The Prussian Star Cluster has been admired by humans for thousands of years, adorning hundreds of stars in the winter sky near the constellation Orion. It is mentioned in the works of the Bible and Greek writers. He is a relatively young star, estimated to be about 100 million years old, which means he was born a long time ago. Jurassic The dinosaurs have gone down in history. The Pleiades cluster is also relatively close, only about 448 light-years away, which is why it is such a spectacular sight and also such a desirable target for astronomers.
The brightest stars in the Pleiades cluster have been studied by observers for over a century. The star constellation not only describes the behavior of a star, but also the position and shapes of the atomic lines to indicate the movements of the stars, the radius of motion in space, and rotation. One of the largest and most spectacular programs of the last century has focused on small-scale stars, leading to the acquisition and behavior of many new binary stars into the cluster.
However, while it is relatively easy to measure the radial velocities of a small mass of stars, the larger ones have smaller lines and the line profiles are much wider because these stars rotate faster and some have excessive rotational velocities. 200 km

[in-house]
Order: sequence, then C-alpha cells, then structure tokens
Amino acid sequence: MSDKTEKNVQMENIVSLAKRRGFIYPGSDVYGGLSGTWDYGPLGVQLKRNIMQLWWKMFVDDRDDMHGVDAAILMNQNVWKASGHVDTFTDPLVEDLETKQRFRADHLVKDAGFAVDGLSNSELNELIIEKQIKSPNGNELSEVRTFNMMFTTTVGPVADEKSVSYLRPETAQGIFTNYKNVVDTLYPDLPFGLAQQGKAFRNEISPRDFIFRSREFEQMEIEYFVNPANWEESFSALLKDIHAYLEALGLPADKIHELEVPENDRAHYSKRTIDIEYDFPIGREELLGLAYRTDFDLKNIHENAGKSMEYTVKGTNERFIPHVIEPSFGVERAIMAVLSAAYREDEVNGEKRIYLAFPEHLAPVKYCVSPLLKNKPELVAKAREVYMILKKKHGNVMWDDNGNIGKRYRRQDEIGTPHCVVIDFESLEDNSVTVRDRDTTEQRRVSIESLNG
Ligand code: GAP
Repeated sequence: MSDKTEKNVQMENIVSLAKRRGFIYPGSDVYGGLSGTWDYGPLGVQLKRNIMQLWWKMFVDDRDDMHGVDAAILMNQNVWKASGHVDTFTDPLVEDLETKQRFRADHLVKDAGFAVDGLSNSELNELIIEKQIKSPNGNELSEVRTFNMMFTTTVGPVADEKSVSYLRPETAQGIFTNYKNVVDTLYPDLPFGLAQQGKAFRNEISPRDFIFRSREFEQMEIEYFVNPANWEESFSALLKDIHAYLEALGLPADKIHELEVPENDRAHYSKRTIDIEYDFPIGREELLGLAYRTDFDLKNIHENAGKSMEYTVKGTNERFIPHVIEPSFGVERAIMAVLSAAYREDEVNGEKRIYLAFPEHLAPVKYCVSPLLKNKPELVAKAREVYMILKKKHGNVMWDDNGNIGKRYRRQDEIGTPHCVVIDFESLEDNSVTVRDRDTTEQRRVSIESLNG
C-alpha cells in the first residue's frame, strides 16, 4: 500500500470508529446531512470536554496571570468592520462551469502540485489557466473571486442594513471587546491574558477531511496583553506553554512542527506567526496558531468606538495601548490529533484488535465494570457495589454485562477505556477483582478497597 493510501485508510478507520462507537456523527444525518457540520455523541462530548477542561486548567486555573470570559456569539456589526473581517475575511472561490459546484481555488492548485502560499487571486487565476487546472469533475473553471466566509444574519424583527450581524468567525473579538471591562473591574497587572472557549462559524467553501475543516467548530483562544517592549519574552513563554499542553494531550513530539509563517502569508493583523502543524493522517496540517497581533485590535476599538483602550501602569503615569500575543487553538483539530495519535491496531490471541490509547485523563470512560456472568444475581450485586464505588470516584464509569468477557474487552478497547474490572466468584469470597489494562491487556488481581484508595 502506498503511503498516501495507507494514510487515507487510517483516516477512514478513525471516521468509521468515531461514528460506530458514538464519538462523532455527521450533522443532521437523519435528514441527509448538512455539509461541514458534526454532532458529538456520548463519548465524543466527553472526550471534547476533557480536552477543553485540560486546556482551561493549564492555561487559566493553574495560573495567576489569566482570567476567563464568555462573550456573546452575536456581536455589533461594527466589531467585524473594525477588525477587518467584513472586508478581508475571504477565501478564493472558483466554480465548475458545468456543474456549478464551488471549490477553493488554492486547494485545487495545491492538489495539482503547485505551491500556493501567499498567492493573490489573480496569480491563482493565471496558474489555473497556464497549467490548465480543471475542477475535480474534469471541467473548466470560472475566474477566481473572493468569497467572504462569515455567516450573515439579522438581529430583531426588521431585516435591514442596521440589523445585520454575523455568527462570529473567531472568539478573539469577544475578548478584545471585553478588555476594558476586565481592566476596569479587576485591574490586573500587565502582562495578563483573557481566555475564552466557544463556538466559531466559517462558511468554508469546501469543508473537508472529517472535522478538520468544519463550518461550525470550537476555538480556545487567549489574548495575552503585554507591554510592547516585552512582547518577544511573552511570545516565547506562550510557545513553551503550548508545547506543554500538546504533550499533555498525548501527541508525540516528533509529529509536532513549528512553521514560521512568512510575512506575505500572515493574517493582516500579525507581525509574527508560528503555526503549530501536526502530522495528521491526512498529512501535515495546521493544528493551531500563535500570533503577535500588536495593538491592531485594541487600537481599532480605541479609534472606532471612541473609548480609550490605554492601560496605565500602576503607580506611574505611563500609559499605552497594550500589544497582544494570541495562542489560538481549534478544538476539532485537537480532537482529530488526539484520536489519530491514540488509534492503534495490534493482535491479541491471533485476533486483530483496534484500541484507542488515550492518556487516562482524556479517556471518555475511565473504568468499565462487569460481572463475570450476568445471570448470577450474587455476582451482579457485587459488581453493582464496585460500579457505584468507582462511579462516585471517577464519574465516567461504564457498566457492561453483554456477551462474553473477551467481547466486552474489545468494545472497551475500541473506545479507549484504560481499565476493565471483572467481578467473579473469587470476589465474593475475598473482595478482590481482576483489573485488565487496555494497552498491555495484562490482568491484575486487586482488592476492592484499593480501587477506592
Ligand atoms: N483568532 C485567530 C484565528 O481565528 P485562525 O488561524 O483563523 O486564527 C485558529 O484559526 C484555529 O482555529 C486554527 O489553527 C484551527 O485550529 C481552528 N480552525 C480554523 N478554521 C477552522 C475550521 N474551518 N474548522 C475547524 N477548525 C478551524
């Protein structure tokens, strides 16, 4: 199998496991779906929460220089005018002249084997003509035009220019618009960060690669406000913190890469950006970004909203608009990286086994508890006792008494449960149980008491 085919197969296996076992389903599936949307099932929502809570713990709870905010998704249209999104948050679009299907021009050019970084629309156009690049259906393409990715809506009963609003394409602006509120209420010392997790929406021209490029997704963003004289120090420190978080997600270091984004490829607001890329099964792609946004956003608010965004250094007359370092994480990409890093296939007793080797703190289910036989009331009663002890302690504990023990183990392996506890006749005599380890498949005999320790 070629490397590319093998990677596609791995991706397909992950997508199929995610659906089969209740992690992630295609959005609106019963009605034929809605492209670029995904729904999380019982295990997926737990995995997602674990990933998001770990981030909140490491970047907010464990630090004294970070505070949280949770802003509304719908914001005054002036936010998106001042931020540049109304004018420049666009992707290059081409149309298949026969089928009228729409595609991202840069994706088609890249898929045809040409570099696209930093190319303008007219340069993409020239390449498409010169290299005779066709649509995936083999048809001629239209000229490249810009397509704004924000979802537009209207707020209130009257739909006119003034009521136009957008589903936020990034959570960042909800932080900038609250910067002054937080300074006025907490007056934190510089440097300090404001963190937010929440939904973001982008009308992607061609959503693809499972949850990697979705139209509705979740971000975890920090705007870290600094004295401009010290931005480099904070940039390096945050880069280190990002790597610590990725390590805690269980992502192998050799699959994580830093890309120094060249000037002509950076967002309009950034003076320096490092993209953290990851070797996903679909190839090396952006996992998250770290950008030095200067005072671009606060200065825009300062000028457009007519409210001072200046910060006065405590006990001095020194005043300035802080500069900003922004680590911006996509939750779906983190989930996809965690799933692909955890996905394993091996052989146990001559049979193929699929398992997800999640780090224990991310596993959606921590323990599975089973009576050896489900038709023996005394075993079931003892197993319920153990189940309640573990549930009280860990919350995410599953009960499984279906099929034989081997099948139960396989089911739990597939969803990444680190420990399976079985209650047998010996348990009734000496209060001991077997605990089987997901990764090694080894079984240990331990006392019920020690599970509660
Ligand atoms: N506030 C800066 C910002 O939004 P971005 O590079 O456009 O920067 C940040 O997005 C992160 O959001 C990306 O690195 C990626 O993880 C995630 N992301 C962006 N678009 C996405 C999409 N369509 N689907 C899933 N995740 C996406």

As a result, the massive star radial velocities in Plius are generally poor quality. However, over the years there have been more than a dozen or so constellations, and in some cases even temporary orbits have been published, but some of these conclusions have been confirmed.
CFA During his 11-year observation, astronomer Guillermo Torres decided to investigate some unconfirmed claims about these giants. 1.5 m Tinghast Reflection on Mount Hawkins (AZ) at SAO Fred El Wipl Observatory.
The objective of the survey was a complete census of the various binary suspects in the cluster, and this study also examined stellar estimates. The target list consisted of thirty-three fast-moving stars, and further motivation for the task was to obtain accurate and consistent rotation speeds for all fast-moving spheres.
With the exception of one or two, Torres does not confirm anyone’s previous claim of distinction, and overturns all orbital solutions published in binary. He reported that one previous binary actually had a time of 71.8 days, the second binary had an estimated time of 8.7 years, and a new binary with a time of ten years. The study supports the general notion that at least a third of these giant stars are in two or more systems.
REFERENCES: “Observing the fast-moving stars of the Pleiades cluster by observer” by Guillermo Torres, September 25, 2020; Astrophysical Journal.
Doy: 10.3847 / 1538-4357 / abb136